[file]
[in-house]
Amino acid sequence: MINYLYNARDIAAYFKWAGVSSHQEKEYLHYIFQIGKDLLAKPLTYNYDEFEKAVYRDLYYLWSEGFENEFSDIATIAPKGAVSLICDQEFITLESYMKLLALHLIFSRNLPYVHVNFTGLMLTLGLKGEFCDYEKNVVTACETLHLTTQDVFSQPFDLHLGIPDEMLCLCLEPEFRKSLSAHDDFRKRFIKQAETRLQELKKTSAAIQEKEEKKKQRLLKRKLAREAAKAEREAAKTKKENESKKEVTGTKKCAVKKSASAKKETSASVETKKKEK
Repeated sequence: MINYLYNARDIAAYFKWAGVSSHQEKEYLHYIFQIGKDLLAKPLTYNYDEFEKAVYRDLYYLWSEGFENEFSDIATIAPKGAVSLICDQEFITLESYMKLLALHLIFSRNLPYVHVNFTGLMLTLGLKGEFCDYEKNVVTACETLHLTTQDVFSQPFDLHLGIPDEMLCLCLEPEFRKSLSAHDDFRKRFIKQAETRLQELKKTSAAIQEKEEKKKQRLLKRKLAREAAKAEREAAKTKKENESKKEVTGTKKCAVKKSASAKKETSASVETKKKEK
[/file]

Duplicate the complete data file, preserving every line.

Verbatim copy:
[in-house]
Amino acid sequence: MINYLYNARDIAAYFKWAGVSSHQEKEYLHYIFQIGKDLLAKPLTYNYDEFEKAVYRDLYYLWSEGFENEFSDIATIAPKGAVSLICDQEFITLESYMKLLALHLIFSRNLPYVHVNFTGLMLTLGLKGEFCDYEKNVVTACETLHLTTQDVFSQPFDLHLGIPDEMLCLCLEPEFRKSLSAHDDFRKRFIKQAETRLQELKKTSAAIQEKEEKKKQRLLKRKLAREAAKAEREAAKTKKENESKKEVTGTKKCAVKKSASAKKETSASVETKKKEK
Repeated sequence: MINYLYNARDIAAYFKWAGVSSHQEKEYLHYIFQIGKDLLAKPLTYNYDEFEKAVYRDLYYLWSEGFENEFSDIATIAPKGAVSLICDQEFITLESYMKLLALHLIFSRNLPYVHVNFTGLMLTLGLKGEFCDYEKNVVTACETLHLTTQDVFSQPFDLHLGIPDEMLCLCLEPEFRKSLSAHDDFRKRFIKQAETRLQELKKTSAAIQEKEEKKKQRLLKRKLAREAAKAEREAAKTKKENESKKEVTGTKKCAVKKSASAKKETSASVETKKKEK